Erik Quinn: The Heart of a Family: Stale

Tuesday, January 06, 2009


I walk into the cinder block building that housed our movie theater when I was in high school. The place closed down years ago. The ruby-red carpeting has been peeled from the floor like a dirty scab, and the light fixtures that looked like electric balls of yarn are history now. While this might seem like an improvement, not one shred of personality remains. The cement floor has been polished to a glossy, colorless sheen, making me feel like I'm walking on water. I pass the empty space where the ticket counter used to be and head down the hall to the bathroom across from a new tanning salon. A woman in jeans and a flannel shirt totters behind the counter in six-inch heels like a baby deer. The smell of the sprays and lotions they slather on their slow-roasted customers fills the air and sparks memories of my old Barbie perfume factory.

After I use the facilities, I head back down the hall to a small glass door, behind which is now a sports bar. After the conversation lulls and the heads turn my direction, the patrons go back to what they are doing. I have apparently been accepted into the fold. I walk past the long bar and the row of overweight men wearing baseball caps with flat brims and novelty T-shirts. Hot air belches from a network of silver air ducts. I almost choke on it. I strip off my coat and sit down at a booth, making sure to face the door.

I realize the bartender is shouting over the bar at me. She calls me "hun" to attempt to soften her tone. She is apparently too lazy to come to my table to take my order and screams the names of the two things she thinks she remembers me drinking once. She is the worst bartender ever. Instead of approaching the bar, I scream back at her, and she fixes me an overpriced Crown and diet cola. When she arrives at my table, she sets it on a flimsy paper napkin. I'm surprised she didn't huck the drink at me to save herself the effort. I have thoughts of the thick-walled rocks glass hitting my right cheekbone and splattering its ice cold contents upward in a brownish geyser. I smile at her, take a long draw from the fat, red straw, and tell her thanks. She asks if I had a quick tan on my way down the hall. After examining her face, I see she is completely serious. The thoughts I have in my head make me feel very guilty. I told her I just visited the restroom on my way in. Then I ask her if it looks like I tan.

We both laugh, but she knows the joke's on her. She leaves me alone with my thoughts.

I take a pen from my purse and begin scribbling on my soggy napkin. I should carry a notebook with me. The owner of the bar comes in, and I have fantasies about the staff wondering if I'm some sort of restaurant critic as I'm writing. I see stacks of plastic burger baskets lined with checkered paper and containers of silverware. When I ever tried to order anything to eat here, the bartender always seemed nervous and told me the kitchen was closed, no matter what time it might have been. It's probably a blessing in disguise.

The electronic jukebox casts off a throbbing blue light. There are nine televisions surrounding us all on metal stands at ceiling level. They are flickering and spouting silent images of red-faced coaches shouting and balls bouncing over Keno squares. The cinder block walls are painted a sickly yellow and covered with an odd collection of neon advertisements for booze, state school flags, a pair of old skis, and a couple badminton rackets, apparently to classify the place as a sports pub. The wiring is encased in metal tubes that look like metallic veins running all over the walls. The neon glow is the main source of light in here. I wonder if this is exactly where I was sitting when our church group saw the movie Ghandi. All I can remember about that movie is that I was not allowed to use the bathroom. I was in excruciating pain for 188 minutes. The fact that's all I can remember about the film probably automatically renders me a bad person. There are undoubtedly a lot of things that probably classify me a bad person, but you have to start somewhere. At age 12, that was probably all I could manage.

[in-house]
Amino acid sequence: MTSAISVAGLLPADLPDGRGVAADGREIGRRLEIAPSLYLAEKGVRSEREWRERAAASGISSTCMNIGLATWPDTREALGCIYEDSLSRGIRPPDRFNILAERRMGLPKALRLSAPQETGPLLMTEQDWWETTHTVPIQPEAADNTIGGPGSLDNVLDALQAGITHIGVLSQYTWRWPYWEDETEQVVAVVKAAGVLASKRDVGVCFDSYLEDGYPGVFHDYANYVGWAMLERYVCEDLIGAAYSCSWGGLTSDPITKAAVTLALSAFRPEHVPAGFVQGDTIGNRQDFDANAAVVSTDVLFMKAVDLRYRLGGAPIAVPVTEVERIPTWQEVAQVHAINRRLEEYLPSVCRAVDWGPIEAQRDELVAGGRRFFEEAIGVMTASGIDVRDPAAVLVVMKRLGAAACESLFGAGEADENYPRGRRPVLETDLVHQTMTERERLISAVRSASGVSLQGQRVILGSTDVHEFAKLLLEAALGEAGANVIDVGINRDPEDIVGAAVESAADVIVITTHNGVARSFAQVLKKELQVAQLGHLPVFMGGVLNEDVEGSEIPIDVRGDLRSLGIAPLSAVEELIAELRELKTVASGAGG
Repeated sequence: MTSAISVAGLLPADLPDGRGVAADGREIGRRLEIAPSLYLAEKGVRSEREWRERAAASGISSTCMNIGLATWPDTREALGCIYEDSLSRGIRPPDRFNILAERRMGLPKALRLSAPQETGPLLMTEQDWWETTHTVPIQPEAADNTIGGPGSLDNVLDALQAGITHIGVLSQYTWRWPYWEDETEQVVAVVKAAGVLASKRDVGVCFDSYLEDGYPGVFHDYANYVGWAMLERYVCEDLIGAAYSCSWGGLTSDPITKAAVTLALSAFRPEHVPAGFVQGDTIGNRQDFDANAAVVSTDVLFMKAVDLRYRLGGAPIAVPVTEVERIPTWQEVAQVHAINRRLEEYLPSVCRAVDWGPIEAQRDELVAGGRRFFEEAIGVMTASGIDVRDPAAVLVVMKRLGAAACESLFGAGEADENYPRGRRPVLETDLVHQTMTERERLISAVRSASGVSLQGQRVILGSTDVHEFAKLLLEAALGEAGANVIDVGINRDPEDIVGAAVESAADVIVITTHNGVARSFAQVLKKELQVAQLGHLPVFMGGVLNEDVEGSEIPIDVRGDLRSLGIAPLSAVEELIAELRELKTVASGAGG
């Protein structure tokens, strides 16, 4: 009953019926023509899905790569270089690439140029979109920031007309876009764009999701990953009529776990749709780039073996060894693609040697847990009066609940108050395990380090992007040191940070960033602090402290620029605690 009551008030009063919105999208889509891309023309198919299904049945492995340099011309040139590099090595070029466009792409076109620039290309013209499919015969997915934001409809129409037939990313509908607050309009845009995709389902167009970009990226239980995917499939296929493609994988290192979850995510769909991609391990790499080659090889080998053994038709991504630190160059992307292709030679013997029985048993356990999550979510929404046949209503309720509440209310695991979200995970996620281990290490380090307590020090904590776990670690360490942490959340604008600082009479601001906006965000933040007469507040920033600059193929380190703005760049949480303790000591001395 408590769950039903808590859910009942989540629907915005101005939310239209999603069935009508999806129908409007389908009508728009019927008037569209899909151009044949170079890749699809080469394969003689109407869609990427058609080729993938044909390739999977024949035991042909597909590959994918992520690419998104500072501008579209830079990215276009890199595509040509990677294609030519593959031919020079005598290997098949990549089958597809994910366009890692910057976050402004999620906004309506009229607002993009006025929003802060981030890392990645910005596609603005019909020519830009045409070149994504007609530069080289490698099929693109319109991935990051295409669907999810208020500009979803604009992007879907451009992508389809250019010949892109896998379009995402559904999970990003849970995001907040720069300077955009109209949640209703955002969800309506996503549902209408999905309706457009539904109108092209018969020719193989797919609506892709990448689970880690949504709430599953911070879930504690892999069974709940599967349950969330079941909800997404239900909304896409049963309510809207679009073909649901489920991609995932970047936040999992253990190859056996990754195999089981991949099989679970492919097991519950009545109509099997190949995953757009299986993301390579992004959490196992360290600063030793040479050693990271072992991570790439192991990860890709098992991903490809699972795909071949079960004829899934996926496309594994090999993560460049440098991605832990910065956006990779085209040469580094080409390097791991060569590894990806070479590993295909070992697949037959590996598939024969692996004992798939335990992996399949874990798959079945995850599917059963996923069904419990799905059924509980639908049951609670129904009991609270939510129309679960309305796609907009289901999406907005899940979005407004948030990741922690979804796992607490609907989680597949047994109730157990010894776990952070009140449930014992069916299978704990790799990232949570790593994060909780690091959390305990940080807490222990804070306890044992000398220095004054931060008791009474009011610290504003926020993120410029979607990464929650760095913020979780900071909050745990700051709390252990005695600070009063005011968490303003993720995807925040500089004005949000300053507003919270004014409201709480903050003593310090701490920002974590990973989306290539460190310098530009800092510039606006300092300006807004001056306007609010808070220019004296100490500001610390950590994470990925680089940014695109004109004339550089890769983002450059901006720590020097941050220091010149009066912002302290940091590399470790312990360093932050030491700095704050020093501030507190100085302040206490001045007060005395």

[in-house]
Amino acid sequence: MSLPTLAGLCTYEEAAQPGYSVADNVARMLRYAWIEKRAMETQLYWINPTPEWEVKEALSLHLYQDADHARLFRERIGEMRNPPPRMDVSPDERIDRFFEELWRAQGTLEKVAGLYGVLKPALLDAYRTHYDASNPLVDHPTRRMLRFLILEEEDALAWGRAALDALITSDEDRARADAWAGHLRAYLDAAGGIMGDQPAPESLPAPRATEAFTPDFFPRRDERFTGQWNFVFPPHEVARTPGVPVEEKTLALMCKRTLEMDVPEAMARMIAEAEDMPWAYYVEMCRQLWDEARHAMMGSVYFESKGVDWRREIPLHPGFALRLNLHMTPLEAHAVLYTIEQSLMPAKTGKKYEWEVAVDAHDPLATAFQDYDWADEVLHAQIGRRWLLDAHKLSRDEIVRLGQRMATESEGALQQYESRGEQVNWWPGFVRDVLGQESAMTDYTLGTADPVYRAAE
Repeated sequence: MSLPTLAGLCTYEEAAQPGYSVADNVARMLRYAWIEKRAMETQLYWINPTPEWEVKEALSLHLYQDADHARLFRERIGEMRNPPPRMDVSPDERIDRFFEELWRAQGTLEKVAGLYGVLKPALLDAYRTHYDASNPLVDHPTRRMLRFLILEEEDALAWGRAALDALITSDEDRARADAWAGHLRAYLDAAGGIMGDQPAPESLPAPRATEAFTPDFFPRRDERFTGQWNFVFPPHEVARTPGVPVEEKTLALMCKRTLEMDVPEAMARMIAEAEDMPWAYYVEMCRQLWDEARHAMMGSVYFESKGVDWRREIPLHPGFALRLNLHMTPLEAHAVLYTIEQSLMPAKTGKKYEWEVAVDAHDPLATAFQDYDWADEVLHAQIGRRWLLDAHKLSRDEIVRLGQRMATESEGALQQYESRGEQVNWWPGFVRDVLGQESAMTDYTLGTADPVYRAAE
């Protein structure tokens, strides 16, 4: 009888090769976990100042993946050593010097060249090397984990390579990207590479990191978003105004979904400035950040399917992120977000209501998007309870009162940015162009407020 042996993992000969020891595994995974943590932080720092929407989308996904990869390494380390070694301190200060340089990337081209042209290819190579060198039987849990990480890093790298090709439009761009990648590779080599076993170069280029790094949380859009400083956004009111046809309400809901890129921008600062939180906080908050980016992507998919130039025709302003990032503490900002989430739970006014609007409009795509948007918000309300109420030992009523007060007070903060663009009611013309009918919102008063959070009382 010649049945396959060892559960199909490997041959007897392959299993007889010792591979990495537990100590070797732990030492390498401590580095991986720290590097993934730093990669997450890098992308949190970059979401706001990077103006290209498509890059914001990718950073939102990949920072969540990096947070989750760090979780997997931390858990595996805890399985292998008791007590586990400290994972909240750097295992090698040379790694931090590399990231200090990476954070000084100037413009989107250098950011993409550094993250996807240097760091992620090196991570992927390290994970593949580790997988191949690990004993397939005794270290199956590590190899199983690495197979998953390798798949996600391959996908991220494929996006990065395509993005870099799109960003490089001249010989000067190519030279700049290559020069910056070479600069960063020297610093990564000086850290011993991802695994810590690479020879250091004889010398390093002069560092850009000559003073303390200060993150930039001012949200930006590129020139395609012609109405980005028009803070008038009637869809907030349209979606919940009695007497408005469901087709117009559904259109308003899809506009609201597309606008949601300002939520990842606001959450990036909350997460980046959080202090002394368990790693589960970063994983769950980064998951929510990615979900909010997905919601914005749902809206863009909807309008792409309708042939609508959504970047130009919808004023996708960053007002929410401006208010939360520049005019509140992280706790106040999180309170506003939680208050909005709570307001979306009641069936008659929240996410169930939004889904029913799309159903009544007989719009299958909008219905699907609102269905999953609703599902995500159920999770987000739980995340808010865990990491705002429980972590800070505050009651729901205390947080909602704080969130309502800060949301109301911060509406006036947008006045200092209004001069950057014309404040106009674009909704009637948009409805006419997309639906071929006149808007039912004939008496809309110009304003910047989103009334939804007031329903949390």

The friend I was attempting to meet never materializes. I cease to care anymore. I enjoy the flavors of artificial sweetener, cola, and alcohol mixing on my tongue. I think of going home but decide to linger a bit longer. I'm comfortable. I attempt to shake fresh images of my other friend trying to locate something to grip onto as the muscles in his legs spasm, cramp, and die. Of the nightmares I'm having now. Of the anxiety that is slowly filling every cell of my body. How nothing seems immune to change. How for just one moment I would like to feel secure. How my prayers have turned from rare, polite whispers to constant, desperate begging at the top of my lungs. I wonder if anybody is listening to me at all sometimes. I keep shouting, anyway.

A man at the bar goes out for a cigarette. Smoking is forbidden inside the bars as of January 1st, but I wonder if the stale scent will ever fade. My guess is that they will probably have to repaint. I go through paint chips in my head and secretly redecorate the place without the owner's consent. After all, nothing ever stays the same. But change never seems to evict the ghosts. They seem to hang on forever.

If I concentrate hard enough, I believe I can detect the scent of ancient popcorn.

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Blogger Dawn Low said...

Nancy, I have to tell you how your blog in particular always strikes a chord with me. You have a beautiful flair for writing and should be published. And I know exactly the smell of that Barbie perfume factory that you wrote of... what imagery!

I am so sorry about your friend's degenerative condition. Hang in there.

4:58 AM  
Blogger Nancy said...

Thanks, Dawn!

2:11 PM  

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